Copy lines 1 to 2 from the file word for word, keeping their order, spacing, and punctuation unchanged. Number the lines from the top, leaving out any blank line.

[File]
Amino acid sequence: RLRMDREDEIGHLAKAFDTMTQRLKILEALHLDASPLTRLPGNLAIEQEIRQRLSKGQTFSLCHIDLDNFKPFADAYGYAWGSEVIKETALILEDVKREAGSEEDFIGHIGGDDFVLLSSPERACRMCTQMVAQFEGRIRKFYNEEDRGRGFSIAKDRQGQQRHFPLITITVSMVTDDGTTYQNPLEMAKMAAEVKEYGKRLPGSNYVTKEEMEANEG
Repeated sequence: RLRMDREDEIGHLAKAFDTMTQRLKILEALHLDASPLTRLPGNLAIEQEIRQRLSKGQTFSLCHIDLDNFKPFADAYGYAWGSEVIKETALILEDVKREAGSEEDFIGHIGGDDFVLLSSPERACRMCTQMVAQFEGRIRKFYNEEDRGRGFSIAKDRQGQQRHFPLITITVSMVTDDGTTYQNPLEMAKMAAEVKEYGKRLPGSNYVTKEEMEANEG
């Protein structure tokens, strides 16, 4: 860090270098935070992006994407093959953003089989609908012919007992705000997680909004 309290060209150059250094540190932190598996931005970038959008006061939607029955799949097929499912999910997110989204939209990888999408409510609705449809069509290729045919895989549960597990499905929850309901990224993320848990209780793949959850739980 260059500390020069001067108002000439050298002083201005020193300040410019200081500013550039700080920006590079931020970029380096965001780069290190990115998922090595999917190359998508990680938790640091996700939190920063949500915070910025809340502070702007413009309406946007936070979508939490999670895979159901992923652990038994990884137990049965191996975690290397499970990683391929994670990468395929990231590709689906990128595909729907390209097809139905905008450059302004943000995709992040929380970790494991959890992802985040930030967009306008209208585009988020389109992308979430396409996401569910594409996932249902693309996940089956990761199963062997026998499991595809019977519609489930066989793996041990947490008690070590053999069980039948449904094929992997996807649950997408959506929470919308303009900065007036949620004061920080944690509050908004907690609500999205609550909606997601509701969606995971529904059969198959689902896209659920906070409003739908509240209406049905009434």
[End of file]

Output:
Amino acid sequence: RLRMDREDEIGHLAKAFDTMTQRLKILEALHLDASPLTRLPGNLAIEQEIRQRLSKGQTFSLCHIDLDNFKPFADAYGYAWGSEVIKETALILEDVKREAGSEEDFIGHIGGDDFVLLSSPERACRMCTQMVAQFEGRIRKFYNEEDRGRGFSIAKDRQGQQRHFPLITITVSMVTDDGTTYQNPLEMAKMAAEVKEYGKRLPGSNYVTKEEMEANEG
Repeated sequence: RLRMDREDEIGHLAKAFDTMTQRLKILEALHLDASPLTRLPGNLAIEQEIRQRLSKGQTFSLCHIDLDNFKPFADAYGYAWGSEVIKETALILEDVKREAGSEEDFIGHIGGDDFVLLSSPERACRMCTQMVAQFEGRIRKFYNEEDRGRGFSIAKDRQGQQRHFPLITITVSMVTDDGTTYQNPLEMAKMAAEVKEYGKRLPGSNYVTKEEMEANEG